I witnessed the power of Hocking's position four months before I retired from serving as a bishop. For a number of years, the New Mexico Annual Conference has been a sponsor of a ministry to the Navajos called The Four Comers Native American Ministry. There are two GBGM missionaries involved in this work, and for a number of years this ministry has been approved as an Advance Special. United Methodists across America have been most generous in their support for this vital ministry, giving more than the cap placed on this Advance Special by the GBGM.

The Four Corners Ministry believes fervently in evangelism. Every summer Henry Begay, a Navajo pastor appointed to the Shiprock UM Church, takes his tent and holds revival meetings in the remote parts of the Navajo nation. To members of all the clans, Henry Begay has been an answer to their prayers, because in their Bible study groups-which are like the house churches in China-they have been praying that God would show them the way to relate to Christians beyond the Navajo nation. The UM Church is the fastest growing denomination in the Navajo nation, with six new congregations planted in the last seven years.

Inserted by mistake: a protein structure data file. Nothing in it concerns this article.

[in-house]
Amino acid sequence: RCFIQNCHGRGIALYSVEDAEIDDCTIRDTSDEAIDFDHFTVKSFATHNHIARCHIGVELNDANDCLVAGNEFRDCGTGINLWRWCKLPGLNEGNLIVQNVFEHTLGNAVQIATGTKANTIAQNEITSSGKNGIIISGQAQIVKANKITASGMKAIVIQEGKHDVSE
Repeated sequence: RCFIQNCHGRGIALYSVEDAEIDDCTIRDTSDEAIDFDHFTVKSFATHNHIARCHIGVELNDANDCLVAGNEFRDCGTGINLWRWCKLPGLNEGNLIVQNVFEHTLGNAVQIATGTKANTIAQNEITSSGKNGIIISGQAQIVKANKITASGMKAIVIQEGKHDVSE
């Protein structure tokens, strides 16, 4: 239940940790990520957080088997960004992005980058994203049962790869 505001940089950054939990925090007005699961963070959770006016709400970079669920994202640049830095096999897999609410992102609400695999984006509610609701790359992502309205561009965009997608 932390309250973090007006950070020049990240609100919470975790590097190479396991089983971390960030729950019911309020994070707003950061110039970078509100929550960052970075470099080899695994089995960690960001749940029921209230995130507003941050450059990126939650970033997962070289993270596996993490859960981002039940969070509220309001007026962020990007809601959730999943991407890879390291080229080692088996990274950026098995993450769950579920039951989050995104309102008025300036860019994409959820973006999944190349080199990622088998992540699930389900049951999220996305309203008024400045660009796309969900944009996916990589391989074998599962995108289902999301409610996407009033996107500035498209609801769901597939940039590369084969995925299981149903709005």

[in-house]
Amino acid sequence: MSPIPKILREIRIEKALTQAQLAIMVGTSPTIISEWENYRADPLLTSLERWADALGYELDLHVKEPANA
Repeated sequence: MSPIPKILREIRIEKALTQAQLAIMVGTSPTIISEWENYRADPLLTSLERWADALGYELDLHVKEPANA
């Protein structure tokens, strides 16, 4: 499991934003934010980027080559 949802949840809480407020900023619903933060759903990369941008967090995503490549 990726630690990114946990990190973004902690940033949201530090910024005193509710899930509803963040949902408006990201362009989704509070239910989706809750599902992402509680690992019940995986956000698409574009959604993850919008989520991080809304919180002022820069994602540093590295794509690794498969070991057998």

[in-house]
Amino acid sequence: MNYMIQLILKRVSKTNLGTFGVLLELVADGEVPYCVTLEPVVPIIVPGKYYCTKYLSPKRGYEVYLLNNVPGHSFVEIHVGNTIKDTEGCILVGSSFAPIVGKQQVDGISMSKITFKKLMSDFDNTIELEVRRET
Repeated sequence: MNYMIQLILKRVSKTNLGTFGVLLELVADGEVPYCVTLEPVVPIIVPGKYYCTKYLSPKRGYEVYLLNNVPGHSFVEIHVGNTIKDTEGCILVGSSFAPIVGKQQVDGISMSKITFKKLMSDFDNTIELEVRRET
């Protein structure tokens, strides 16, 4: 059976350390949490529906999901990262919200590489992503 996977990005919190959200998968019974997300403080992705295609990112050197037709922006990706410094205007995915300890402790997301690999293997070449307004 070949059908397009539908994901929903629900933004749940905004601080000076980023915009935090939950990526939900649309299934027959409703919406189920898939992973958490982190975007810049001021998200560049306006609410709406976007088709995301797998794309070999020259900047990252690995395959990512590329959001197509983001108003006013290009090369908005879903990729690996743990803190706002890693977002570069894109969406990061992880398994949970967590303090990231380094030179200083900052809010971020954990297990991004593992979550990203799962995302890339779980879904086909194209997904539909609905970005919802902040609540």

Early in 1992, a complaint was registered with the GBGM that the Four Comers Ministry was imposing on them the white man's standard, because the Navajo pastors were rejecting the ancient tradition of taking the drug peyote in worship. These pastors were also preaching that faith in Christ could free the Navajos from the fearful taboos of the night-time runners.